According to a recent article posted by the American Society of Plastic Surgeons, a survey, conducted by Harris Interactive, a research and polling company, found that less than a quarter (23%) of women know the wide range of breast reconstruction options available. Only 22% of women are familiar with the quality of outcomes that can be expected. Only 19% of women understand that the timing of their treatment for breast cancer and the timing of their decision to undergo reconstruction greatly impacts their options and results.
Breast reconstruction techniques are multiple and individual. No one technique is appropriate for all patients. The use of implants for reconstructions, have become more popular in the last few years with the advent of ADM (Autologous Dermal Matrix) materials. These will allow for larger submuscular pockets to be made and either immediate reconstruction with implants or secondary reconstructions after tissue expansion are now popular. In addition, nipple sparing mastectomy techniques are limiting scarring and allowing for more ease of reconstruction. The issue of post-radiation changes in skin and underlying muscle is important. Some patients suffer very significant changes to their skin and because of that are poor candidates for implant reconstructions. This skin and muscle does not expand well and scars easily and the chances of doing well with an implant for reconstruction are smaller. These chances have been improved with current techniques of fat transfer, which allow for “padding” around implants with the patient’s autologous fat. While that improvement has been significant it is in general not the case that if skin is significantly changed by radiation that those patients will be best served by implant reconstructions.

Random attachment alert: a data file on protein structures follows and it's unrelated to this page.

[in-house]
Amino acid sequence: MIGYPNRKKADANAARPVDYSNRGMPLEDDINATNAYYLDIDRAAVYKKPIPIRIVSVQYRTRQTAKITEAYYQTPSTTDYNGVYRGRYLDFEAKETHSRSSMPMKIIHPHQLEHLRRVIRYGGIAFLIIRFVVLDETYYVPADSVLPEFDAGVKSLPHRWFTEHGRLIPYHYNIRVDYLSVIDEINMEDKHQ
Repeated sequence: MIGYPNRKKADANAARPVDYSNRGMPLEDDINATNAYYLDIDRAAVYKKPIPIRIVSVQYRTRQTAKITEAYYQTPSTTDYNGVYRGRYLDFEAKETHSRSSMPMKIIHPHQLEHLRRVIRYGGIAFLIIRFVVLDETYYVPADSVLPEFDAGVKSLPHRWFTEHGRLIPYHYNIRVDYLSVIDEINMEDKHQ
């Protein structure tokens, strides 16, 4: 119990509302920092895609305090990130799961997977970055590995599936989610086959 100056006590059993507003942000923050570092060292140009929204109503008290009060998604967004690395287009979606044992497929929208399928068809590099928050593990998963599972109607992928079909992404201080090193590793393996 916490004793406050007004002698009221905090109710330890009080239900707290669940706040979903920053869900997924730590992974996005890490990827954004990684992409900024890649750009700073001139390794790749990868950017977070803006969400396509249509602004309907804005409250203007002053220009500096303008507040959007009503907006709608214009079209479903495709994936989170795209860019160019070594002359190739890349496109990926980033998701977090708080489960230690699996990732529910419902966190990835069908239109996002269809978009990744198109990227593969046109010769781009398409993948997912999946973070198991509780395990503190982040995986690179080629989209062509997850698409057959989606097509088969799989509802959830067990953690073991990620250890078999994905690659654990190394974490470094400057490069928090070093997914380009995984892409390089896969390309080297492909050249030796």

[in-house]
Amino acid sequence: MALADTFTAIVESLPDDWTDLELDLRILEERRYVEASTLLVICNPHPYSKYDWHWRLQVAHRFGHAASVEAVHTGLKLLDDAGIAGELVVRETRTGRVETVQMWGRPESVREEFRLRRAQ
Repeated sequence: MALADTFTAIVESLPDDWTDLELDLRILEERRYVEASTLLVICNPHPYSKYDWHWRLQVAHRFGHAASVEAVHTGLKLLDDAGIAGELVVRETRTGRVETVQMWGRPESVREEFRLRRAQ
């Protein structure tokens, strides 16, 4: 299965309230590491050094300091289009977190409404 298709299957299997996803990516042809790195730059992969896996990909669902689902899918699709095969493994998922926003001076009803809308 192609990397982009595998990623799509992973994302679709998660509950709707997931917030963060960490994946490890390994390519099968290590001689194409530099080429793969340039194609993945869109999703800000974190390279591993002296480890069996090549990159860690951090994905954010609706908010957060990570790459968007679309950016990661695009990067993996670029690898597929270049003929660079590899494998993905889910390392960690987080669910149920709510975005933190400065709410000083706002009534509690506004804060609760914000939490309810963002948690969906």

Autologous reconstructions take a couple of forms, by far the most popular is the use of the lower abdominal tissue as either a free flap or a pedicle flap called a TRAM flap. Also the latissimus muscle of the back along with overlying skin can be transferred to adjust to provide more cover for underlying implants and bring healthier vascularized tissue to the chest when radiation changes have taken place. Once again, techniques are varied and individualized for patients. We have had a longstanding interest in breast reconstruction in this community performing the first TRAM flaps ever done in Hampton Roads. We have seen a pendulum swing from the popularity of flap reconstructions back to the popularity of implant reconstructions and back again to the current state where both types of reconstructions are favored according to patients’ needs.
Breast reconstruction becomes a viable option for almost all patients, who have had to undergo either full or partial mastectomy. Because every breast reconstruction patient has their own unique experience, health concerns and needs, my partners and I at Associates in Plastic Surgery make every effort to inform patients of their options for reconstruction based on their individual circumstances.